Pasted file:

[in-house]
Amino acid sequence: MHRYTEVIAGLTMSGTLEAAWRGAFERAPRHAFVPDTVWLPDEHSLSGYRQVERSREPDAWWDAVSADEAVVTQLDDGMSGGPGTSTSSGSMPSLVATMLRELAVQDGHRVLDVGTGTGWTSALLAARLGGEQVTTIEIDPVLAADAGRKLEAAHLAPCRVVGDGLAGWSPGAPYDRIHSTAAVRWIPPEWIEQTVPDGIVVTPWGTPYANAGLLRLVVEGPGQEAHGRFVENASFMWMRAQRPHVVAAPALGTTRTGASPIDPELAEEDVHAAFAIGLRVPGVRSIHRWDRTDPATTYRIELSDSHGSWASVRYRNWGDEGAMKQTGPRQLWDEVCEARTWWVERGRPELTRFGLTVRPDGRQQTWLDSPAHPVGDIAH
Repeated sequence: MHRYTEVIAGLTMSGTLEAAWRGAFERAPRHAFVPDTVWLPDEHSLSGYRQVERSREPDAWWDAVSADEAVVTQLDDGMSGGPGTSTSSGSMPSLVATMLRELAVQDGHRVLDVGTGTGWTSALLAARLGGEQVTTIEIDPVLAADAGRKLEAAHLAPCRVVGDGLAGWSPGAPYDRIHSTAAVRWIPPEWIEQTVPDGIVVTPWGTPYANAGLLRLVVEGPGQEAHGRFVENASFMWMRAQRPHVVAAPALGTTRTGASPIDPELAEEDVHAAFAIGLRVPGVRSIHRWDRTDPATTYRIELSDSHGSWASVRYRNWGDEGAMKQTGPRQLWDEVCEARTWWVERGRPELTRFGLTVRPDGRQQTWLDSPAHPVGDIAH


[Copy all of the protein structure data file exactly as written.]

[in-house]
Amino acid sequence: MHRYTEVIAGLTMSGTLEAAWRGAFERAPRHAFVPDTVWLPDEHSLSGYRQVERSREPDAWWDAVSADEAVVTQLDDGMSGGPGTSTSSGSMPSLVATMLRELAVQDGHRVLDVGTGTGWTSALLAARLGGEQVTTIEIDPVLAADAGRKLEAAHLAPCRVVGDGLAGWSPGAPYDRIHSTAAVRWIPPEWIEQTVPDGIVVTPWGTPYANAGLLRLVVEGPGQEAHGRFVENASFMWMRAQRPHVVAAPALGTTRTGASPIDPELAEEDVHAAFAIGLRVPGVRSIHRWDRTDPATTYRIELSDSHGSWASVRYRNWGDEGAMKQTGPRQLWDEVCEARTWWVERGRPELTRFGLTVRPDGRQQTWLDSPAHPVGDIAH
Repeated sequence: MHRYTEVIAGLTMSGTLEAAWRGAFERAPRHAFVPDTVWLPDEHSLSGYRQVERSREPDAWWDAVSADEAVVTQLDDGMSGGPGTSTSSGSMPSLVATMLRELAVQDGHRVLDVGTGTGWTSALLAARLGGEQVTTIEIDPVLAADAGRKLEAAHLAPCRVVGDGLAGWSPGAPYDRIHSTAAVRWIPPEWIEQTVPDGIVVTPWGTPYANAGLLRLVVEGPGQEAHGRFVENASFMWMRAQRPHVVAAPALGTTRTGASPIDPELAEEDVHAAFAIGLRVPGVRSIHRWDRTDPATTYRIELSDSHGSWASVRYRNWGDEGAMKQTGPRQLWDEVCEARTWWVERGRPELTRFGLTVRPDGRQQTWLDSPAHPVGDIAH